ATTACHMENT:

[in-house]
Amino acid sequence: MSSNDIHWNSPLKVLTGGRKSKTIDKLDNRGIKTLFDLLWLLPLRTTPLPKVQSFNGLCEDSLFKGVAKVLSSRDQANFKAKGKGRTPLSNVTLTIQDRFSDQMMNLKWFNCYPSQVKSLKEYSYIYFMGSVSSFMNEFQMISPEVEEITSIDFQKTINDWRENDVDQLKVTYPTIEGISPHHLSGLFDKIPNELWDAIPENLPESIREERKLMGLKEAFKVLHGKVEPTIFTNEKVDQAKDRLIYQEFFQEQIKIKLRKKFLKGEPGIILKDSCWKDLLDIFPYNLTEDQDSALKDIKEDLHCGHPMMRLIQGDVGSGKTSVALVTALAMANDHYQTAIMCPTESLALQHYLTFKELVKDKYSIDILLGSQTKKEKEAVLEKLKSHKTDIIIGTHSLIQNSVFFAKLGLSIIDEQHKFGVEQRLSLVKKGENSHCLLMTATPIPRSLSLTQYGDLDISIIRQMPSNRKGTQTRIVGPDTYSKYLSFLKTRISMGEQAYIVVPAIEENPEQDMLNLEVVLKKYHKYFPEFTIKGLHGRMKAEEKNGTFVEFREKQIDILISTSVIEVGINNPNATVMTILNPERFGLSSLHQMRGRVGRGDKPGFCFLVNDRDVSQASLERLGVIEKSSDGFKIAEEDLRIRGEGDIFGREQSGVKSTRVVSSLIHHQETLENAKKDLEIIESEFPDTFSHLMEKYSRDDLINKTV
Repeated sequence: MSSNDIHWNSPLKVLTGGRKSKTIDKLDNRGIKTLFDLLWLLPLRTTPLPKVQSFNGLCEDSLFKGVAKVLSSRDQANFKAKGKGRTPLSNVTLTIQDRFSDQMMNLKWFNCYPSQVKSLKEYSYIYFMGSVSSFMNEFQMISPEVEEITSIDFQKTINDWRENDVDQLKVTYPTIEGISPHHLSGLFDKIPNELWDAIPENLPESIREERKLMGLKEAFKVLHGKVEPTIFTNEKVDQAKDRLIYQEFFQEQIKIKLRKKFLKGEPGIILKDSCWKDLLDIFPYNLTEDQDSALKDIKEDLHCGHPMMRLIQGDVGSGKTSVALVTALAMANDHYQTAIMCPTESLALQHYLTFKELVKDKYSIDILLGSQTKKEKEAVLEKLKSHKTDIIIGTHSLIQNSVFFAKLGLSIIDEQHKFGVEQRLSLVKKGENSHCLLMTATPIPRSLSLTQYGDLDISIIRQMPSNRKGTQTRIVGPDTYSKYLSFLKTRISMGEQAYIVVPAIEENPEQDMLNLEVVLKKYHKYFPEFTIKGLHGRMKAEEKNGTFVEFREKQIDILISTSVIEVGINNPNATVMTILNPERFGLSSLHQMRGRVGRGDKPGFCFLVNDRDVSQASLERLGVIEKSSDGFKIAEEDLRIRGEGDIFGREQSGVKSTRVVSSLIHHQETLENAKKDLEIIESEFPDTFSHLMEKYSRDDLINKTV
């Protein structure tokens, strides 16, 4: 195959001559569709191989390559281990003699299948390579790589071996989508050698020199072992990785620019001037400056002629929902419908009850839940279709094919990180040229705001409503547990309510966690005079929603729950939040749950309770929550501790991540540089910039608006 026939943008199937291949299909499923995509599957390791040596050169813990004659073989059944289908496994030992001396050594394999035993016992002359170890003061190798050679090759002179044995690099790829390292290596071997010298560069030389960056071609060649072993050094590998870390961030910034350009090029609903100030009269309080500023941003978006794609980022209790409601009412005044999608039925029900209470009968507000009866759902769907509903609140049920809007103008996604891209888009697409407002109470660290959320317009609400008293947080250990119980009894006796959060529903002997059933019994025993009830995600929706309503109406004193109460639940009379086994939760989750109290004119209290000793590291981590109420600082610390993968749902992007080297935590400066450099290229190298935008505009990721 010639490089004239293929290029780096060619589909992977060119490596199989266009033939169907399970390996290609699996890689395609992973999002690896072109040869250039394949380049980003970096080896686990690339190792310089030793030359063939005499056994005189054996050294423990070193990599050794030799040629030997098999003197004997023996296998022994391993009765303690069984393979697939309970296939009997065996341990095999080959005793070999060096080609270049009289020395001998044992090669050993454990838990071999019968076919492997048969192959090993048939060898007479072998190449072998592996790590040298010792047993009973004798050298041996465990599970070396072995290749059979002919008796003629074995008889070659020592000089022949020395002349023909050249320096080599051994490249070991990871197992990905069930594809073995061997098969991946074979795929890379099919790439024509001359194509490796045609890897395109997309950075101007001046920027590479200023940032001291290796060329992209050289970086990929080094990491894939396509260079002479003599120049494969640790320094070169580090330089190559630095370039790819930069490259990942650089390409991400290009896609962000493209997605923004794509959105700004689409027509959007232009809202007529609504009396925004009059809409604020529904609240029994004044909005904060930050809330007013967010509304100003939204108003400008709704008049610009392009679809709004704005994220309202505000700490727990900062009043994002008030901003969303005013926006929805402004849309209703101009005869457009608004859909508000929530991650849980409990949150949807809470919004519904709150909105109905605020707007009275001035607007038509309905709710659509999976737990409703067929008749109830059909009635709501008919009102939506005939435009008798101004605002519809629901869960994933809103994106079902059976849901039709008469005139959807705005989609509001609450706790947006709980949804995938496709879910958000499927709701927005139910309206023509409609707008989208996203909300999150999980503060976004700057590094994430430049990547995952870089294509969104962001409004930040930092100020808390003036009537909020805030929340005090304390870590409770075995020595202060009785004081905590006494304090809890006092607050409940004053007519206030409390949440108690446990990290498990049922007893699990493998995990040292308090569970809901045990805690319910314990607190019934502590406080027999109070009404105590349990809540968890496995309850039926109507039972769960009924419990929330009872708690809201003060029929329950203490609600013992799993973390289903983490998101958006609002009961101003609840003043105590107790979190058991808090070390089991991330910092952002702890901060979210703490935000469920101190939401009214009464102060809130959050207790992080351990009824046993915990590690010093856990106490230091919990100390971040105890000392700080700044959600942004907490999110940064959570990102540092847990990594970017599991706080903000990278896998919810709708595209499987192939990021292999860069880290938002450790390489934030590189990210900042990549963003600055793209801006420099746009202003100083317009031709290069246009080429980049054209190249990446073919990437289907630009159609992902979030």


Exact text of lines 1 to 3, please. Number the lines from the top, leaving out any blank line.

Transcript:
[in-house]
Amino acid sequence: MSSNDIHWNSPLKVLTGGRKSKTIDKLDNRGIKTLFDLLWLLPLRTTPLPKVQSFNGLCEDSLFKGVAKVLSSRDQANFKAKGKGRTPLSNVTLTIQDRFSDQMMNLKWFNCYPSQVKSLKEYSYIYFMGSVSSFMNEFQMISPEVEEITSIDFQKTINDWRENDVDQLKVTYPTIEGISPHHLSGLFDKIPNELWDAIPENLPESIREERKLMGLKEAFKVLHGKVEPTIFTNEKVDQAKDRLIYQEFFQEQIKIKLRKKFLKGEPGIILKDSCWKDLLDIFPYNLTEDQDSALKDIKEDLHCGHPMMRLIQGDVGSGKTSVALVTALAMANDHYQTAIMCPTESLALQHYLTFKELVKDKYSIDILLGSQTKKEKEAVLEKLKSHKTDIIIGTHSLIQNSVFFAKLGLSIIDEQHKFGVEQRLSLVKKGENSHCLLMTATPIPRSLSLTQYGDLDISIIRQMPSNRKGTQTRIVGPDTYSKYLSFLKTRISMGEQAYIVVPAIEENPEQDMLNLEVVLKKYHKYFPEFTIKGLHGRMKAEEKNGTFVEFREKQIDILISTSVIEVGINNPNATVMTILNPERFGLSSLHQMRGRVGRGDKPGFCFLVNDRDVSQASLERLGVIEKSSDGFKIAEEDLRIRGEGDIFGREQSGVKSTRVVSSLIHHQETLENAKKDLEIIESEFPDTFSHLMEKYSRDDLINKTV
Repeated sequence: MSSNDIHWNSPLKVLTGGRKSKTIDKLDNRGIKTLFDLLWLLPLRTTPLPKVQSFNGLCEDSLFKGVAKVLSSRDQANFKAKGKGRTPLSNVTLTIQDRFSDQMMNLKWFNCYPSQVKSLKEYSYIYFMGSVSSFMNEFQMISPEVEEITSIDFQKTINDWRENDVDQLKVTYPTIEGISPHHLSGLFDKIPNELWDAIPENLPESIREERKLMGLKEAFKVLHGKVEPTIFTNEKVDQAKDRLIYQEFFQEQIKIKLRKKFLKGEPGIILKDSCWKDLLDIFPYNLTEDQDSALKDIKEDLHCGHPMMRLIQGDVGSGKTSVALVTALAMANDHYQTAIMCPTESLALQHYLTFKELVKDKYSIDILLGSQTKKEKEAVLEKLKSHKTDIIIGTHSLIQNSVFFAKLGLSIIDEQHKFGVEQRLSLVKKGENSHCLLMTATPIPRSLSLTQYGDLDISIIRQMPSNRKGTQTRIVGPDTYSKYLSFLKTRISMGEQAYIVVPAIEENPEQDMLNLEVVLKKYHKYFPEFTIKGLHGRMKAEEKNGTFVEFREKQIDILISTSVIEVGINNPNATVMTILNPERFGLSSLHQMRGRVGRGDKPGFCFLVNDRDVSQASLERLGVIEKSSDGFKIAEEDLRIRGEGDIFGREQSGVKSTRVVSSLIHHQETLENAKKDLEIIESEFPDTFSHLMEKYSRDDLINKTV